Posted by Margie on August 05, 1997 at 01:45:28:
In reply to Pudding without rhyme or reason posted by Caroline on August 04, 1997 at 22:16:26
] Is the poem the one that ends
] "This pudding's without rhyme or reason" ?
Yes! That's the one. Thank you so much for your information on currants. I am convinced you are right. It's really fun to learn that currant derives from raisin of Corinth. My husband will enjoy it, too. He delights in information of that sort. I will pass your posting on to him, and encourage him in his experiments. I will either post the results, or ask him to do so himself. I've appended his copy of the "receipt" or "reciept"(?!). We were unsure of one word and made our best guess -- unfortunately I don't remember, now, which the questionable word was.
A Reciept for a Pudding
If the vicar you treat,
you must give him to eat,
a pudding to hit his affection;
And to make his repast,
by the canon of taste,
be the present receipt your direction.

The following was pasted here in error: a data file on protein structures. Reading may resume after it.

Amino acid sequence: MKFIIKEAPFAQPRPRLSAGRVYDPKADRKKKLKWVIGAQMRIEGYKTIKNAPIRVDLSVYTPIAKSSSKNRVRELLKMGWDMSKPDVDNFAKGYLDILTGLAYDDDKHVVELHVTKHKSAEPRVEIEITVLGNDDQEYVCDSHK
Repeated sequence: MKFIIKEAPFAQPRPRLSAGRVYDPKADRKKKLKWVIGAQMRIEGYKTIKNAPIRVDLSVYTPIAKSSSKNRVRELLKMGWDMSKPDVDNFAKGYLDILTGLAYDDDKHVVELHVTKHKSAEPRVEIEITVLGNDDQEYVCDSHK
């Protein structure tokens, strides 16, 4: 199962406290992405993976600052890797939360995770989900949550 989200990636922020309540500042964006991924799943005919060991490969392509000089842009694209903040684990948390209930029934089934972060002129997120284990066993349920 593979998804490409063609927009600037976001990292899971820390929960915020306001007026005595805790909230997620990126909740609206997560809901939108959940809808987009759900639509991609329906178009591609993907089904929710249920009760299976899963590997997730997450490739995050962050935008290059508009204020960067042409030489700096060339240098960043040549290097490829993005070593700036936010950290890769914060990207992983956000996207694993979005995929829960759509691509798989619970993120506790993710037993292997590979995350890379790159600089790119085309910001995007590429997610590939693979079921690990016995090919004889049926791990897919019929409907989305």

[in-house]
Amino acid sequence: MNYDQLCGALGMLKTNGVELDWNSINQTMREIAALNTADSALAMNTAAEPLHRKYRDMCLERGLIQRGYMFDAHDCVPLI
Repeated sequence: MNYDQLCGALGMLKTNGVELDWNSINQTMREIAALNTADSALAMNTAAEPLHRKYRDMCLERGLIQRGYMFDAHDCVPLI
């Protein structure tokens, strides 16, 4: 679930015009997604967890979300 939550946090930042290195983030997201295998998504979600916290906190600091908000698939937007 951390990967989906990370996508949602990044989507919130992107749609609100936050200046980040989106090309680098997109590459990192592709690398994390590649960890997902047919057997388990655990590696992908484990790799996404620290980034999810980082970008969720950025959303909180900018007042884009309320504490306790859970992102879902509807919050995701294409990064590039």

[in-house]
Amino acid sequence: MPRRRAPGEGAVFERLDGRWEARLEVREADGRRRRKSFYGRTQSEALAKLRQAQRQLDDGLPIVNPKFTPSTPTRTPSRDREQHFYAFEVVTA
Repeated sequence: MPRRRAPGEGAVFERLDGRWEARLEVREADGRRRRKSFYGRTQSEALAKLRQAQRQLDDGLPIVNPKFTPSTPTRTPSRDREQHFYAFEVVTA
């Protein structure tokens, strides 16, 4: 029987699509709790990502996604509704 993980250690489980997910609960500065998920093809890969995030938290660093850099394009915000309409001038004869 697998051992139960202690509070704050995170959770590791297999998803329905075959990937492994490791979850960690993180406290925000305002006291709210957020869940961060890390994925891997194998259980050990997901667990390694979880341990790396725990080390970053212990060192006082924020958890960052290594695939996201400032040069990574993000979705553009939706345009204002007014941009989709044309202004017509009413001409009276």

First take two pounds of bread,
be the crumb only weighed,
for crust the good housewife refuses,
The proportion you'll guess
may be made more or less
to the size that each family chuses.
Then its sweetness to make
some currants you take
and sugar of each half a pound
Be not butter forgot
and the quantity sought
must the same with your currants be found.
Cloves and mace you will want,
with rose water I grant,
and more savory things if well chosen;
then to bind each ingredient
you'll find it expedient
of eggs to put in half a dozen.
Some milk don't refuse it,
but boiled ere you use it,
a proper hint this for its maker;
and the whole when compleat;
in a pan clean and neat,
with care recommend to the baker.
In praise of this pudding,
I vouch it a good one,
or should you suspect a fond word;
to every guest,
perhaps it is best,
two puddings should smoke on the board.
Two puddings! - yet - no,
for it one will do.
The other comes in out of season;
And these lines but obey,
nor can anyone say,
that this pudding's without rhyme or reason.
...from Martha Lloyd's recipe book; she was
Jane Austen's sister-in-law (2nd wife of
brother Captain Francis William Austen)
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